My Thoughts:
    The Vampire of Ropraz is not about a literal vampire story. Rather, it is a novella about how the community of Ropraz reacts to a horrific crime.

    I have seen some claims that the book is based on actual events although my little bit of research hasn't actually brought up anything to do with any actual event so I cannot comment on the historical accuracy here. That said, Chessex does a wonderful job of cementing the story in reality, of making it feel like you are reading an account of actual events. There is a strong sense of the bleakness, fear, and superstition rampant at the time and the macabre nature of the events.

    The perspective in The Vampire of Ropraz seems strangely unique. It is journalistic and yet feels somehow personal, absorbing the horror of the citizens of Ropraz. It is a novella that I am sure would probably have read even stronger in its original language but is a great little Gothic piece in English as well.

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  7. The Awakening by Kelley Armstrong

    Tuesday, August 17, 2010

    Title: The Awakening
    Author: Kelley Armstrong
    Publisher: HarperCollins
    Release Date:  May 1st 2009
    Source: Library

    From the Back Cover:
    If you had met me a few weeks ago, you probably would have described me as an average teenage girl—someone normal. Now my life has changed forever and I'm as far away from normal as it gets. A living science experiment—not only can I see ghosts, but I was genetically altered by a sinister organisation called the Edison Group. What does that mean? For starters, I'm a teenage necromancer whose powers are out of control; I raise the dead without even trying. Trust me, that is not a power you want to have. Ever.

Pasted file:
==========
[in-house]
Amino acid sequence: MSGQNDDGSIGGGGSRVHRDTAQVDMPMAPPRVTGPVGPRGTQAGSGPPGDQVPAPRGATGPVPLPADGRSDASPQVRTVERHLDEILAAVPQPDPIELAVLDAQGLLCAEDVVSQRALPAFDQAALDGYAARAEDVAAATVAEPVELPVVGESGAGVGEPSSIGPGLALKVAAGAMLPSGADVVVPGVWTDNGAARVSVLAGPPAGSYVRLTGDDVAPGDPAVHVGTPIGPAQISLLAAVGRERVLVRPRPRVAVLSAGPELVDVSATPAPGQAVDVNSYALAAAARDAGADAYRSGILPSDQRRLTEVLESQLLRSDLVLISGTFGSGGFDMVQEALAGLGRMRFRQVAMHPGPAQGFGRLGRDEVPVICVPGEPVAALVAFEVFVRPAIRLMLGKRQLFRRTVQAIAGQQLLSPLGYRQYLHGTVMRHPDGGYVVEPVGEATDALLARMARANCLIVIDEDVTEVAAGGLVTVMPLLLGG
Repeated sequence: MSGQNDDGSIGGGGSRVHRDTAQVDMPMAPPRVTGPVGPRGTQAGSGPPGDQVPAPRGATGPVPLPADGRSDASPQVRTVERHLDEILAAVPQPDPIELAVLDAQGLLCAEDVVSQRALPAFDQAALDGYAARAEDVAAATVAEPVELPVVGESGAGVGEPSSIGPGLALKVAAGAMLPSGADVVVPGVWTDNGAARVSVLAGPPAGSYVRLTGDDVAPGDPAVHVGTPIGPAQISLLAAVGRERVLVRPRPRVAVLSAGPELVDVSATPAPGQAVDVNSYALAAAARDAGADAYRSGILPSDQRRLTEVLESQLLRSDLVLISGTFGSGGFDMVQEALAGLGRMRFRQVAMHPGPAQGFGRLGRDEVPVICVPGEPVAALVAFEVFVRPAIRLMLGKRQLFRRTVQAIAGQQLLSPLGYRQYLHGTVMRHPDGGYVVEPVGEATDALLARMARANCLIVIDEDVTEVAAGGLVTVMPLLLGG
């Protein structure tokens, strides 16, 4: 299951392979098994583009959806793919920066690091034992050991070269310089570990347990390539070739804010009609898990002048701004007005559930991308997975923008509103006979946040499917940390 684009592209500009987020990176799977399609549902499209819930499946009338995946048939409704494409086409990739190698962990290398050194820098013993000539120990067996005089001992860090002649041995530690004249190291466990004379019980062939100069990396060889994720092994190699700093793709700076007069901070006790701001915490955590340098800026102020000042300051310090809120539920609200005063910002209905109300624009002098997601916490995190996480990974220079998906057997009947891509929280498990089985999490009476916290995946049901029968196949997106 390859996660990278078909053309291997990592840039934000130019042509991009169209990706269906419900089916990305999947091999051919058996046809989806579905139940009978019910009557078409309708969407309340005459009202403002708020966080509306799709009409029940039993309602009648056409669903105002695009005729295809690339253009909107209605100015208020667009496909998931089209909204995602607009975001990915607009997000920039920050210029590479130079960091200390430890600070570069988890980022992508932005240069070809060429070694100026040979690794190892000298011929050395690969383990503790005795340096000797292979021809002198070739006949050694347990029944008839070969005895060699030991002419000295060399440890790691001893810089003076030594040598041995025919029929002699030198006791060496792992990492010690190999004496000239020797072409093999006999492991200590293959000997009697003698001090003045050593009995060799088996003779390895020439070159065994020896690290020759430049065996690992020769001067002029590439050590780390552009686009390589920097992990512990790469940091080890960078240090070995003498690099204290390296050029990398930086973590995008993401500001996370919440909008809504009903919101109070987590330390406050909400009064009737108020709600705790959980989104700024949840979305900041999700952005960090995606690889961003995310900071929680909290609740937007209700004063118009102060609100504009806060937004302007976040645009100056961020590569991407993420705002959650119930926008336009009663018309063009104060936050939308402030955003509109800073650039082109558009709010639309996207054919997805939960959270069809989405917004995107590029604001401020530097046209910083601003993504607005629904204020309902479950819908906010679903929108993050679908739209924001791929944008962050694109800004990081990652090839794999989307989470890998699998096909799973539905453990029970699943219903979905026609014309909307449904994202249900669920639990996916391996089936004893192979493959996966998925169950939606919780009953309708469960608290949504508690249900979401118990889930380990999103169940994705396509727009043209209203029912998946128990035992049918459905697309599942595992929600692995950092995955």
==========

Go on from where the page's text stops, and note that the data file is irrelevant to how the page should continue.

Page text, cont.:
Now I'm running for my life with three of my supernatural friends—a charming sorcerer, a cynical werewolf, and a disgruntled witch—and we have to find someone who can help us before the Edison Group finds us first. Or die trying.

    My Thoughts:
    I really enjoyed The Summoning, the first book in the Darkest Powers Series. The second book in the series, The Awakening, is just as strong. Kelley Armstrong is such a talented Young Adult author.

    I really enjoy Chloe as a narrator. I love how she frames things with how these events would play out if she were a character in a movie. Armstrong enhances Chloe's unique character voice by giving her an interest that plays an active role in her thought and decision making process while at the same time using it to pretty much "hang a lampshade" on what conventions and techniques she plays along with and which ones she breaks away from and why.

    I know that Derek has a few fans out there and they will be pleased to hear that he gets plenty of screen time (or should that be page time?) in this instalment. We also get a bit more insight in to the character of Tori but it was perhaps a bit lacking on the Simon front.